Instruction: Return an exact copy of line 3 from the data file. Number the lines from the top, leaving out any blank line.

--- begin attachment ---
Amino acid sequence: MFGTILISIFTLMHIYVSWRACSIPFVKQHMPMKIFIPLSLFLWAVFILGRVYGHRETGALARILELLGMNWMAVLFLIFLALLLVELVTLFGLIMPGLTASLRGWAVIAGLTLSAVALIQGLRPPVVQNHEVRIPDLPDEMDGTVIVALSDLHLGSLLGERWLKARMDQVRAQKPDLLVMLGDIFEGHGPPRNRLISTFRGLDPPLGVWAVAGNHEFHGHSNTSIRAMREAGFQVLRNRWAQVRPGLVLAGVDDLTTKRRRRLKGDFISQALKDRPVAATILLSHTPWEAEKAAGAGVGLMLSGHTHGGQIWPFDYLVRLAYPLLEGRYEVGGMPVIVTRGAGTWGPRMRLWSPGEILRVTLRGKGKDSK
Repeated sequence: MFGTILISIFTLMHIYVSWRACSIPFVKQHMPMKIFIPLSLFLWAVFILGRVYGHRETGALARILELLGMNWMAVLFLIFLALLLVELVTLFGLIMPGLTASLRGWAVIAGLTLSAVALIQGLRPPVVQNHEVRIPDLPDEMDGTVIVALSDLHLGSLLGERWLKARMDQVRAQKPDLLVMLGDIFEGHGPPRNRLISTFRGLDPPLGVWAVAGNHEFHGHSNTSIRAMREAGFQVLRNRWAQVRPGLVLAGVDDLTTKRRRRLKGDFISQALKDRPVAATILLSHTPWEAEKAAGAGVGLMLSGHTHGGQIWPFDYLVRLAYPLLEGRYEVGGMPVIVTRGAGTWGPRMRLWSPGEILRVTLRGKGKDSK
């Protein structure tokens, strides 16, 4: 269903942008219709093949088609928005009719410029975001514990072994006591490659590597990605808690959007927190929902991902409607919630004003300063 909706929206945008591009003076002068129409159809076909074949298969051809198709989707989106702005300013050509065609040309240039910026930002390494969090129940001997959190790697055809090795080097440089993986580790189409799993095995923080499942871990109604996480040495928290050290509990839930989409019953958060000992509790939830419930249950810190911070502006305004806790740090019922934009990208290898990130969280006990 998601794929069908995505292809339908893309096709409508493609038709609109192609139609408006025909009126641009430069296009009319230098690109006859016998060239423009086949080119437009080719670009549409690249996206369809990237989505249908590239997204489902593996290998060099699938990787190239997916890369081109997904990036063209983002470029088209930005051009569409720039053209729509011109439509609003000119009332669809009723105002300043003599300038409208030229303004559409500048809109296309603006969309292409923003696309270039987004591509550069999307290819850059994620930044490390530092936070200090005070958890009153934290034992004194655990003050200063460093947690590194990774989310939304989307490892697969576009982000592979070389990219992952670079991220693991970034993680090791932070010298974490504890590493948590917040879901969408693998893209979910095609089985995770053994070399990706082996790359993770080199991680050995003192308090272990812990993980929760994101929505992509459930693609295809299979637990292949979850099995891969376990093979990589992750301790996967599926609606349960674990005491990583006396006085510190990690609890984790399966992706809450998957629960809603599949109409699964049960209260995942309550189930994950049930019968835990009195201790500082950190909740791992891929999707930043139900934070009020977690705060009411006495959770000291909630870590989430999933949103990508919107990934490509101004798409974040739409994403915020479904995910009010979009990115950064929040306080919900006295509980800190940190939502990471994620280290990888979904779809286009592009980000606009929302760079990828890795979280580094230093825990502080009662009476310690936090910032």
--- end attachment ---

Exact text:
């Protein structure tokens, strides 16, 4: 269903942008219709093949088609928005009719410029975001514990072994006591490659590597990605808690959007927190929902991902409607919630004003300063 909706929206945008591009003076002068129409159809076909074949298969051809198709989707989106702005300013050509065609040309240039910026930002390494969090129940001997959190790697055809090795080097440089993986580790189409799993095995923080499942871990109604996480040495928290050290509990839930989409019953958060000992509790939830419930249950810190911070502006305004806790740090019922934009990208290898990130969280006990 998601794929069908995505292809339908893309096709409508493609038709609109192609139609408006025909009126641009430069296009009319230098690109006859016998060239423009086949080119437009080719670009549409690249996206369809990237989505249908590239997204489902593996290998060099699938990787190239997916890369081109997904990036063209983002470029088209930005051009569409720039053209729509011109439509609003000119009332669809009723105002300043003599300038409208030229303004559409500048809109296309603006969309292409923003696309270039987004591509550069999307290819850059994620930044490390530092936070200090005070958890009153934290034992004194655990003050200063460093947690590194990774989310939304989307490892697969576009982000592979070389990219992952670079991220693991970034993680090791932070010298974490504890590493948590917040879901969408693998893209979910095609089985995770053994070399990706082996790359993770080199991680050995003192308090272990812990993980929760994101929505992509459930693609295809299979637990292949979850099995891969376990093979990589992750301790996967599926609606349960674990005491990583006396006085510190990690609890984790399966992706809450998957629960809603599949109409699964049960209260995942309550189930994950049930019968835990009195201790500082950190909740791992891929999707930043139900934070009020977690705060009411006495959770000291909630870590989430999933949103990508919107990934490509101004798409974040739409994403915020479904995910009010979009990115950064929040306080919900006295509980800190940190939502990471994620280290990888979904779809286009592009980000606009929302760079990828890795979280580094230093825990502080009662009476310690936090910032």